In a new study, researchers found that a metabolite produced following consumption of dietary soy may decrease a key risk factor for dementia—with the help of the right bacteria.
They found that elderly Japanese men and women who produce equol—a metabolite of dietary soy created by certain types of gut bacteria—display lower levels of white matter lesions within the brain.
White matter lesions are significant risk factors for cognitive decline, dementia, and all-cause mortality.
They found 50% more white matter lesions in people who cannot produce equol compared to people who can produce it, which is a surprisingly huge effect.
The research was conducted by a team at the University of Pittsburgh.
To obtain this result, the team measured equol levels within the blood of 91 elderly Japanese participants with normal cognition.
Participants were sorted by their equol production status, and then six to nine years later underwent brain imaging to detect levels of white matter lesions and deposits of amyloid-beta, which is the suspected molecular cause of Alzheimer’s disease.
The researchers found that while equol production did not appear to impact levels of amyloid-beta deposited within the brain, it was linked to reduced white matter lesion volumes.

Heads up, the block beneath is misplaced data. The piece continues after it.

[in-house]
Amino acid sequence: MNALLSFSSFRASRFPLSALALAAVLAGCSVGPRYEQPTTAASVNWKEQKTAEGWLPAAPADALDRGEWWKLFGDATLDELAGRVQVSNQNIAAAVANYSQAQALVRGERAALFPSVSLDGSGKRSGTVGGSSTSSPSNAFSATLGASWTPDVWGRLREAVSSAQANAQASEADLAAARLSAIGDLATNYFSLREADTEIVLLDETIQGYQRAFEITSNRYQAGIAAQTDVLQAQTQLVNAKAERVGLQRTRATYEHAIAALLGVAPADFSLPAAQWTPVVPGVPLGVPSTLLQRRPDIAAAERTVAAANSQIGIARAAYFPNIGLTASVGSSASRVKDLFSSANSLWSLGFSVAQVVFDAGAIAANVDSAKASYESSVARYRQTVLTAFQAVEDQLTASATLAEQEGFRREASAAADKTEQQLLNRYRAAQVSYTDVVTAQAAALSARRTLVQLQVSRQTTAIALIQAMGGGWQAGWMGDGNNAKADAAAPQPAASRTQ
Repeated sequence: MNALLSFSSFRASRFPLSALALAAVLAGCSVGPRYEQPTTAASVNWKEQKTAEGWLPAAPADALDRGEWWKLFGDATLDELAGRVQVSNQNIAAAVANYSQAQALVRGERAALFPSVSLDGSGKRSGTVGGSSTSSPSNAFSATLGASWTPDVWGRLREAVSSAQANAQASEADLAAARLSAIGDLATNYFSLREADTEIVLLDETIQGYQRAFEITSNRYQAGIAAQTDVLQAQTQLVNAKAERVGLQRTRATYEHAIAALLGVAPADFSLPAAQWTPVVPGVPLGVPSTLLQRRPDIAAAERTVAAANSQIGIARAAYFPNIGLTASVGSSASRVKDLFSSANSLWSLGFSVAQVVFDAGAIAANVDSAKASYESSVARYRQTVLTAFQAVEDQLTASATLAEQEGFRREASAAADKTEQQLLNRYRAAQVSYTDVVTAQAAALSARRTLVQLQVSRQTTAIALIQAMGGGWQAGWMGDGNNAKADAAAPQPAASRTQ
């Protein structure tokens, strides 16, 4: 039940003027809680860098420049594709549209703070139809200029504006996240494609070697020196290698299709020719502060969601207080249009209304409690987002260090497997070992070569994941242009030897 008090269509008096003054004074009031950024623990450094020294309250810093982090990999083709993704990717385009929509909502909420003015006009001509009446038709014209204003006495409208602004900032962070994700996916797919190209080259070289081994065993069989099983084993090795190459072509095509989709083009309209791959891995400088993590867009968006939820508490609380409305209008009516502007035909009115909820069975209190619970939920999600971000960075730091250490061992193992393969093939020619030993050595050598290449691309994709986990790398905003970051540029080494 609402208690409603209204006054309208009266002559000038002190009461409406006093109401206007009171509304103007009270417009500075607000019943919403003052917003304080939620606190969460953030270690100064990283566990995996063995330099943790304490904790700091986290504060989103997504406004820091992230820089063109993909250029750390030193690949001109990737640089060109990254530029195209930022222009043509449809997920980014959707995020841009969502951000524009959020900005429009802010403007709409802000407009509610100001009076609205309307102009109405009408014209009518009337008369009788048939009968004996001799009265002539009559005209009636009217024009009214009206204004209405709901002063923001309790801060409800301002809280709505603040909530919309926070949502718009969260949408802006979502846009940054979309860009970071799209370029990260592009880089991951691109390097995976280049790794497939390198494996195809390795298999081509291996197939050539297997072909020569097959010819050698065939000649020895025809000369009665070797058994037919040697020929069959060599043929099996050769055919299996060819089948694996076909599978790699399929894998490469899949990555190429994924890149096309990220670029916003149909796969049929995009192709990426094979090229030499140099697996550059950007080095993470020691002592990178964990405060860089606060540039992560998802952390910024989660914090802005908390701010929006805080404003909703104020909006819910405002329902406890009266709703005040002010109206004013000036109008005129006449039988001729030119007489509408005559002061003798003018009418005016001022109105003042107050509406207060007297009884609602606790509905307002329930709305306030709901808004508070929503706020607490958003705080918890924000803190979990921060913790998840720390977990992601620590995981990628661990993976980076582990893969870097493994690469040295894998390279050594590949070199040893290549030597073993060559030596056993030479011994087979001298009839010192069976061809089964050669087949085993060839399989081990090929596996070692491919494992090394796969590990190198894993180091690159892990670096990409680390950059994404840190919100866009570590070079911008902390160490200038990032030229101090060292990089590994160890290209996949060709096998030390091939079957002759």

The team also discovered that high levels of isoflavones—soy nutrients that are metabolized into equol—had no effect on levels of white matter lesions or amyloid-beta when equol wasn’t produced.
According to the team, the ability to produce equol from soy isoflavones may be the key to unlocking protective health benefits from a soy-rich diet, and they had previously shown that equol production is associated with a lower risk of heart disease.
As heart disease is strongly linked to cognitive decline and dementia, equol production could help protect the aging brain as well as the heart.
The team says that equol supplements could one day be combined with existing diet-based prevention strategies that appear to lower the risk of dementia, particularly the Dietary Approaches to Stop Hypertension (DASH) and Mediterranean diets.
One author of the study is Akira Sekikawa, M.D., Ph.D., an associate professor of epidemiology.
The study is published in the journal Alzheimer’s & Dementia: Translational Research & Clinical Interventions.
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